“Everyone on this road is going somewhere” (Roy Rogers). My father believed that and lived an unusual life. He had so many stories that he was the hit of every party he attended. He knew every cowboy in the county, and they knew him, too. He felt potential was overrated. Having the ability to do any job, accomplish any goal, and complete any project required two things: passion for the task and a tough discipline to see the work completed. Artists, athletes, and cowboys must learn to finish their jobs. “Nothing great in the world has been accomplished without passion,” said Friedrich Hegel. However, those people who deliver as much effort in the fourth quarter of their lives, as they do in the first quarter remain the most productive.

Fine Lines strives to be a motivational manifesto for new writers of all ages who have stories to tell the world. Our editors search for the purity of characters’ messages. We are looking for our homes. We are searching the place to do our best work. We want to know where we will be safe. What is your story? What do freight train whistles mean? Do you hear music in unusual places? When that one person whispers your name, how do you respond? When sleep is hard to find, what does the light rain falling on the roof mean? This is what we are all about. Slow down. Look people in their eyes. Touch them with words. Share your voice. Help others. Make yourself available to the world. Write it down.

Hope is alive for “young writers of all ages” in our publications, and self-expression comes to the surface in all creative forms. We mark their growth process line by line and page by page. Fine Lines echoes Umberto Eco, “To survive you must tell stories.” Each Fine Lines issue is an inspirational journey. The most important door to view the world of knowledge is through an open mind. We take the 26 letters of the English language, rub them together in sentences and paragraphs to start fires that turn into essays, songs, and poems, as the light of wisdom winds its way toward understanding who we are and what we must do with our days. There are so many ways to pray.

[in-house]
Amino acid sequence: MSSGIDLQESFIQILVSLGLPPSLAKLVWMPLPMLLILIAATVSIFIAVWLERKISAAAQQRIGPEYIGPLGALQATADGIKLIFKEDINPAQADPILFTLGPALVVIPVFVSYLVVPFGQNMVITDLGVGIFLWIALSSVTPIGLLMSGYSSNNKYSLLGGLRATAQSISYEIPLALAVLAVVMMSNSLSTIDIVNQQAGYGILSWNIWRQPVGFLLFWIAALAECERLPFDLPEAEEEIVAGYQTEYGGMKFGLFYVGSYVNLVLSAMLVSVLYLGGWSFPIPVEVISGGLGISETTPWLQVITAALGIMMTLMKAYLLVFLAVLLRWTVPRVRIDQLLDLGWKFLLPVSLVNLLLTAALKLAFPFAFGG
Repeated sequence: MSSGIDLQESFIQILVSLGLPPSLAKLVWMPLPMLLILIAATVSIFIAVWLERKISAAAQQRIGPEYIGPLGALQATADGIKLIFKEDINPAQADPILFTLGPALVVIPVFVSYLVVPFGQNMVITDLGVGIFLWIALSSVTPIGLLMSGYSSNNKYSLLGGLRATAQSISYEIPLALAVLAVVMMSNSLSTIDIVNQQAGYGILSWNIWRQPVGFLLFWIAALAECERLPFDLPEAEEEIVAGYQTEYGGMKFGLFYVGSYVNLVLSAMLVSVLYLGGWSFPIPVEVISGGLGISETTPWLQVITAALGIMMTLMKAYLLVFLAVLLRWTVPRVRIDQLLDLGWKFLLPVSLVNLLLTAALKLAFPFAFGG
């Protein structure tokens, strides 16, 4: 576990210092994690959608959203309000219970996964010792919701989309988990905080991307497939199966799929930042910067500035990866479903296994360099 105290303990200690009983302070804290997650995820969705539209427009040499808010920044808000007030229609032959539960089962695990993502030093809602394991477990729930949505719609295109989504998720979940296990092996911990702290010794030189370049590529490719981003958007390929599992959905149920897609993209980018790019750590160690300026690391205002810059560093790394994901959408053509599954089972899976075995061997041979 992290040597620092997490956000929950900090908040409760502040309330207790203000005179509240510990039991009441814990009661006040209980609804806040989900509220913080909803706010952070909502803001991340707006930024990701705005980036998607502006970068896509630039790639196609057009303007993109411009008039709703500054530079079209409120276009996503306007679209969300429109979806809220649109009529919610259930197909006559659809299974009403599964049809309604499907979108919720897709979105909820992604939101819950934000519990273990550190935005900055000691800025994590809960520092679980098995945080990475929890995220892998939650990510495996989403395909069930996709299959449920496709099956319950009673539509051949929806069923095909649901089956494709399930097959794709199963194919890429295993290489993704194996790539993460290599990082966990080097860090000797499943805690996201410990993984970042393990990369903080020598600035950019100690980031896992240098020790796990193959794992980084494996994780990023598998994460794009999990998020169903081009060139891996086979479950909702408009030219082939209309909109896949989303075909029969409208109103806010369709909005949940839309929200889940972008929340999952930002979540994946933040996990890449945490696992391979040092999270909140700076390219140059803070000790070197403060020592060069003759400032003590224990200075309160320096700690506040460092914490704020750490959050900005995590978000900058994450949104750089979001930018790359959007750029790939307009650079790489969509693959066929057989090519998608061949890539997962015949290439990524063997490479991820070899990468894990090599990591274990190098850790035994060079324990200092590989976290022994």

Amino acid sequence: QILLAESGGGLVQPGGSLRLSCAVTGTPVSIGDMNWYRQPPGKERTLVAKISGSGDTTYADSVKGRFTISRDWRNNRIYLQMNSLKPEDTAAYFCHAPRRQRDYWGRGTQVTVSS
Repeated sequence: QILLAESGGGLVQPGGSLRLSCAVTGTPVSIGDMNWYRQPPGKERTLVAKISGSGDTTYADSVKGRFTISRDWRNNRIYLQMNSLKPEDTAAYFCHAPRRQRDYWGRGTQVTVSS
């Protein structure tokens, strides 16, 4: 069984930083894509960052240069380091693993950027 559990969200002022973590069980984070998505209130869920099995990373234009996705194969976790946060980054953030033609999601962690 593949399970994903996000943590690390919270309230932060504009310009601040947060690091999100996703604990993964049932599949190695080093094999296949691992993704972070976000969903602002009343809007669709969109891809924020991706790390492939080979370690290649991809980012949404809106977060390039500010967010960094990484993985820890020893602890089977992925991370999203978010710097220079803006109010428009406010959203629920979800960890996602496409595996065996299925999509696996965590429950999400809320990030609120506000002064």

Move to the front row of your life and capture the most important part, the “now.” Life is influenced by diverse mediums: dance, theater, poetry, electronics, and cinema. They are an ongoing exploration of the world. Use the anticipation, excitement, and doubt in life to appreciate the calm moments, which prepare us for the chaos that follows.

“How does anyone grow a national literary journal with no staff, no money, and no advertising?” The first answer is “Most don’t try.” The second answer is “Fine Lines found a small group of dedicated volunteers, a couple of administrators who looked at the big picture of literacy and schools, teachers who recognized our potential, a lawyer who wanted his colleagues to write better like our authors do, and students of all ages who loved the idea of sharing their ideas with the world.”

The need for increased literacy is prevalent, and we want to do our part to speak for those who have no voice. We want to let good grow. Words bring hope and magic in so many ways. When things don’t go the way we want, we turn the page. We evolve a little each day. Stories matter. Words matter. Who knew?

Dedication, writing daily, giving our journals personal names, and encouraging them to come alive in front of our eyes, like children, can make us better writers. “Amateurs look for inspiration; the rest of us just get up and go to work” (Chuck Close).

Through the past 25 years of organizing, editing, publicizing, and communicating our mission, Fine Lines has played a part in cultivating a new generation of writers, artists, and insightful souls who appreciate the value of creativity. The work has been our engine of change and growth; the readers have become our products. We work to cultivate the value of creativity. It is my hope that we will succeed for twenty-five years more.

 

Write on.

 

David Martin